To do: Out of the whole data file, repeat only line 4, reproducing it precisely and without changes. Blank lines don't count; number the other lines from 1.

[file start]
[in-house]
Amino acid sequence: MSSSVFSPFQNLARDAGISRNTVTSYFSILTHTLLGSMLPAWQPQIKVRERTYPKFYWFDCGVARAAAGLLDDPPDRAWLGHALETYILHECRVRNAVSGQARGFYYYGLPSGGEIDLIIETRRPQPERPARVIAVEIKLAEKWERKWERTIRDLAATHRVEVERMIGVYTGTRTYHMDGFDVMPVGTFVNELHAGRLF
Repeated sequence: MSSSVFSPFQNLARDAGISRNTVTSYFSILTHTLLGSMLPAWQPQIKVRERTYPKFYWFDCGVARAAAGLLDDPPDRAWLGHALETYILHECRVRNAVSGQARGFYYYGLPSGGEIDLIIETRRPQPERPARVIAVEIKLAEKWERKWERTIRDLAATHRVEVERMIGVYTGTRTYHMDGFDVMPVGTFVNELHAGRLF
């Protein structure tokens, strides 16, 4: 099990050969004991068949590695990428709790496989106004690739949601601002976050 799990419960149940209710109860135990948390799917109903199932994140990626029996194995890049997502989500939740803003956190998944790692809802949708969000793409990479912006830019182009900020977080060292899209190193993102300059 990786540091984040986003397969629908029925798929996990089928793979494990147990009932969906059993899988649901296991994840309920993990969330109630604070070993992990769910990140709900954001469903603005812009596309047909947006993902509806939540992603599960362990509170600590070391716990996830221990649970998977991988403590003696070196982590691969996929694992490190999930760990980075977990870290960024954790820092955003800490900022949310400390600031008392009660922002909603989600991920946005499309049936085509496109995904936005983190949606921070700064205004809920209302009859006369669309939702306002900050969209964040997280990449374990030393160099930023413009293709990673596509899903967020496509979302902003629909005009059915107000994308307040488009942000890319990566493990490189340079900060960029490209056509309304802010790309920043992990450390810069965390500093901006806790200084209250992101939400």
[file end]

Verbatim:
């Protein structure tokens, strides 16, 4: 099990050969004991068949590695990428709790496989106004690739949601601002976050 799990419960149940209710109860135990948390799917109903199932994140990626029996194995890049997502989500939740803003956190998944790692809802949708969000793409990479912006830019182009900020977080060292899209190193993102300059 990786540091984040986003397969629908029925798929996990089928793979494990147990009932969906059993899988649901296991994840309920993990969330109630604070070993992990769910990140709900954001469903603005812009596309047909947006993902509806939540992603599960362990509170600590070391716990996830221990649970998977991988403590003696070196982590691969996929694992490190999930760990980075977990870290960024954790820092955003800490900022949310400390600031008392009660922002909603989600991920946005499309049936085509496109995904936005983190949606921070700064205004809920209302009859006369669309939702306002900050969209964040997280990449374990030393160099930023413009293709990673596509899903967020496509979302902003629909005009059915107000994308307040488009942000890319990566493990490189340079900060960029490209056509309304802010790309920043992990450390810069965390500093901006806790200084209250992101939400």